Remember what you learned in Kindergarten. It will bring you success for your whole life.

At the Summit, the View is Beautiful

the view is beautiful

At the summit, the view is beautiful. These words have been in my mind the last few days. They were shared with me last year at work, during a very tough time, when we felt we had to work twice as hard, just to meet the basic needs of our customers, but we knew that the effort was worth it. We often felt that we were climbing a mountain, that just went up and up. Our heads were down, we took step after step, but when we reached the summit and looked at the view, wow, was it ever beautiful.

That’s how I felt this weekend. It has nothing to do with work, my job or my career. In fact, it was quite the opposite: a weekend away. I feel privileged that my husband and I, through our families, have homes we can visit outside the city. We both come from close families, who (usually) love to spend time together. We value the time we spend, often in very close quarters, at our family country homes, secluded from the world.

As I have written a few times, we spend much of our summer at my husband’s family country home in Quebec. The property was bought by his grandparents in the 1940’s, and the house was built in 1949 (with renovations over the years). For the last few decades, the home is only used in the summer months and must be opened in the spring and closed in the fall. I had my first chance this year to be part of the official opening of the home for the season.

Just getting to the house was a challenge.

I have traveled very little over the past two plus years. I had a quick getaway to Quebec City in November 2021, but other than that I have mainly stuck close to home in Toronto or to a family country home. So, when we booked a flight to Ottawa, to get part way by air to our destination in the Laurentian mountains in Quebec, we didn’t see an issue. Boy were we wrong!

I have traveled around the world, on my own and with my family. I have faced a few delays and inconvenient situations, but I never thought my husband and I would have to face the kind of climb that we did on Friday evening.

Turn on the news or just ask a friend about the nightmares of travel lately, and I’m sure you will get an earful. Long lines. Crowded terminals. Well, we didn’t face that at all. We chose Toronto’s downtown, Island Airport, as it was small and typically quieter and calmer.


I should have known we were in for a long night when I got a notification from Air Canada early Friday afternoon that said our flight, “has a revised time due to Aircraft technical issues and is now departing at 19:55” (instead of 19:20).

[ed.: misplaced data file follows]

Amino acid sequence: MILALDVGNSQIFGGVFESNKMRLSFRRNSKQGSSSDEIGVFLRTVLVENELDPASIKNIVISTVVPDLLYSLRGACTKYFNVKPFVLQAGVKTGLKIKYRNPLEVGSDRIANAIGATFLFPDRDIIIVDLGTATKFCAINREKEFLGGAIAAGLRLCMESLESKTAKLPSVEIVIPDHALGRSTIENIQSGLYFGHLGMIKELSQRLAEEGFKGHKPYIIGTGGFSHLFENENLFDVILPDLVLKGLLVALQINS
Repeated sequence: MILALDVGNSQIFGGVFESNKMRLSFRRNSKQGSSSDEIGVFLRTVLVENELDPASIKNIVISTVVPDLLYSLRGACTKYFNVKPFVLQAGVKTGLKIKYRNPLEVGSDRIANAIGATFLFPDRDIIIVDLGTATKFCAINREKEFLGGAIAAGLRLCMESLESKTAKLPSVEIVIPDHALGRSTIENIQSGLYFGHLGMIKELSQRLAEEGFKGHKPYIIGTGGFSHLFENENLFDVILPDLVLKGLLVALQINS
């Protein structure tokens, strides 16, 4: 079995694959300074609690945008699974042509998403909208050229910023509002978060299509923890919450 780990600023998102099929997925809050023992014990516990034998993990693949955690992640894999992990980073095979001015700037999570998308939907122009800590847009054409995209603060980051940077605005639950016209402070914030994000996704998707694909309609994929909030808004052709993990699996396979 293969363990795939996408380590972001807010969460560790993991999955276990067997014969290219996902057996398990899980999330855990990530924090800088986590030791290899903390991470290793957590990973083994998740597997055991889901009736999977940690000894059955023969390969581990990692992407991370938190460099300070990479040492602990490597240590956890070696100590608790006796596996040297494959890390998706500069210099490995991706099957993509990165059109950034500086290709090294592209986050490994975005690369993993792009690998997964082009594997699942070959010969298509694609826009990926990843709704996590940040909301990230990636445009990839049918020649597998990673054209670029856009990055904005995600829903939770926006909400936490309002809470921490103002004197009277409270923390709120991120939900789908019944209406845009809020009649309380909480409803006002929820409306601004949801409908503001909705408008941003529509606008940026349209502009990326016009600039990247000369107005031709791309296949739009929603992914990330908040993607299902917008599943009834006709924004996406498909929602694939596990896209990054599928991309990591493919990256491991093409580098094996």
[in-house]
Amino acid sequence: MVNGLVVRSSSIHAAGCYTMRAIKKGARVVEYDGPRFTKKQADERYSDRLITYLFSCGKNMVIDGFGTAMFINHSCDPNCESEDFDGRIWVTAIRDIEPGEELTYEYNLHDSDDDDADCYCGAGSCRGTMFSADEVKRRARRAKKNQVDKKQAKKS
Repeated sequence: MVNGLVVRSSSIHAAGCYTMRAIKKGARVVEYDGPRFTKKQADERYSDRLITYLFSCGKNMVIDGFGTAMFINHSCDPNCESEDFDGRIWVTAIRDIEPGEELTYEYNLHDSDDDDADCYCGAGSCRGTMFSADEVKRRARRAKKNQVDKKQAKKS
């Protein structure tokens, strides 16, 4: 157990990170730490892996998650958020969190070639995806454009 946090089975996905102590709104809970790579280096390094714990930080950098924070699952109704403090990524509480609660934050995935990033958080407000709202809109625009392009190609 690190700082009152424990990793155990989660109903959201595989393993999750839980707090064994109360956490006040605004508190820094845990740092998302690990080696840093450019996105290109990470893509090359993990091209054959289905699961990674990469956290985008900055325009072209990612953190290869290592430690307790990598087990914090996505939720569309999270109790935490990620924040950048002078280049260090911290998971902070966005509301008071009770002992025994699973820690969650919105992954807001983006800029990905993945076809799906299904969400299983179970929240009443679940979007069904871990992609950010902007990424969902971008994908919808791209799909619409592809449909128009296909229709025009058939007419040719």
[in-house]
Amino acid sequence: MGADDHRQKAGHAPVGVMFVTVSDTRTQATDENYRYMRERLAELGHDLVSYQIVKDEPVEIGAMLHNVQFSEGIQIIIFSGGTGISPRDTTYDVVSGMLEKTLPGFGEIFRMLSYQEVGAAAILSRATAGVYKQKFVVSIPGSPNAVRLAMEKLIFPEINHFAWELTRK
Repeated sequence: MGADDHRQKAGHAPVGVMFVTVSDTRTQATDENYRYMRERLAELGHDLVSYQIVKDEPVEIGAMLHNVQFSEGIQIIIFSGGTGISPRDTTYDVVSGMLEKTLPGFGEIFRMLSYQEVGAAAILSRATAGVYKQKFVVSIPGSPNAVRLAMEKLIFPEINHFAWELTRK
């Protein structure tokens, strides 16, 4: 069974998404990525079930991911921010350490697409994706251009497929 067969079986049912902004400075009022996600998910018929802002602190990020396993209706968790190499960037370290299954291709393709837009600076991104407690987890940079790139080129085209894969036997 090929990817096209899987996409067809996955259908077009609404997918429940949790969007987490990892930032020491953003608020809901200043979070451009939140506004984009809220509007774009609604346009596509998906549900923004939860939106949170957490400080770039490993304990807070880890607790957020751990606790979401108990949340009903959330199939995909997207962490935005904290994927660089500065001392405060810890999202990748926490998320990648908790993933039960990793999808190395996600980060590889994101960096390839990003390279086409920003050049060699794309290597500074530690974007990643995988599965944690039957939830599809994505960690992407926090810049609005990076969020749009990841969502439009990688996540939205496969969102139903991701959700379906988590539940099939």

The next notification delayed departure to 20:15, and the next, received after we had checked in and sat at the gate, was for a 20:50 departure. The delay was annoying but not too terrible, as we enjoyed the quiet and relaxed environment of the downtown airport But I had a bad feeling that the delays would continue and maybe a cancelation.


I was right. Moments later we got a revised departure of 21:45, and then the flight was outright canceled because of “ground handling constraints.” I have no idea what this is or the other reasons we had been given (all different) for the delays throughout the evening.

At this point it was about 8:00 pm, we were still sitting in downtown, and we were frustrated. So, we were offered a flight, same night, from Toronto’s other, larger airport (the giant and wild one), that would depart just after midnight. We took it and grabbed a taxi. Across the city we traveled, and we checked in, dropped our one piece of luggage off, swiftly moved through security and to our gate (note to travelers: Pearson airport is empty and quiet on Friday nights!

We had a few hours to sit and wait for our flight, and at 11:40 pm, moments before we thought we’d be boarding our flight: notification of a delay. I read what looked like a menu of reasons for that delay (including customs and immigration, which made no sense for a plane coming in from Winnipeg), and our revised departure time would be 1:00 am. The plane finally took off at 1:20 am, and we landed in Ottawa just after 2:00 am.

Lost Luggage

But my story doesn’t end here. As I stood, semi-comatose, in the arrivals area and watched the luggage carousel go in circles (it was rather mesmerising), I knew my bag wasn’t there. I will note, my one checked bag had quite the mix of stuff in it, including my daughter’s Barbie “Malibu” house and my old espresso maker, both important items that are needed to keep me sane this summer. My personal items and clothing for the weekend were in my carry-on.

So, back in line we went, and told the kindly Air Canada agent that our large, bright blue duffle bag, full of a random mix of strange items, clearly didn’t make the long trip with us. At this point it was 2:30 am, I was exhausted and a bit punchy and short on patience. We were assured our bag would arrive (we gave him our address in Quebec), and took a taxi to my husband’s uncle’s home in Ottawa, where we stayed for the night.

Have I ever written that I’m not the nicest person when I don’t get enough sleep? Maybe another day. Anyway, after a short night’s sleep, a strong coffee and some errands, we drove over the Ottawa River on Saturday afternoon and arrived at our destination  Throughout the drive, as we traveled along a divided two-lane highway, then past many farms and started the climb into the mountains, I kept saying to myself, at the summit, the view is beautiful. The higher we climbed, past towering evergreen trees and bright blue lakes, my anticipation was building.

As we turned into our driveway, the scene that was etched into my head came alive in front of me. I got out of the car, and I knew that I had arrived at the summit. And I have to say, the view was beautiful! Nine hours to travel to Ottawa. No luggage. Total exhaustion. But my gosh, the view in front of me reminded me that there is extraordinary beauty in this world. Sometimes you have to work twice as hard to get there. The climb may be rough, and you may consider turning around and headed back down the mountain. But my advice: keep climbing. Why? Because at the summit, the view is beautiful.

P.S.: Our giant royal blue duffle bag was delivered here late Saturday night (really Sunday morning) at 1:30 am. And the water container on my expresso maker was cracked and broken. We have filed a complaint to Air Canada for the delays, cancelation, lost luggage and broken contents. I am looking forward to the airline’s response.

The view is beautiful
Oh indeed, the view is beautiful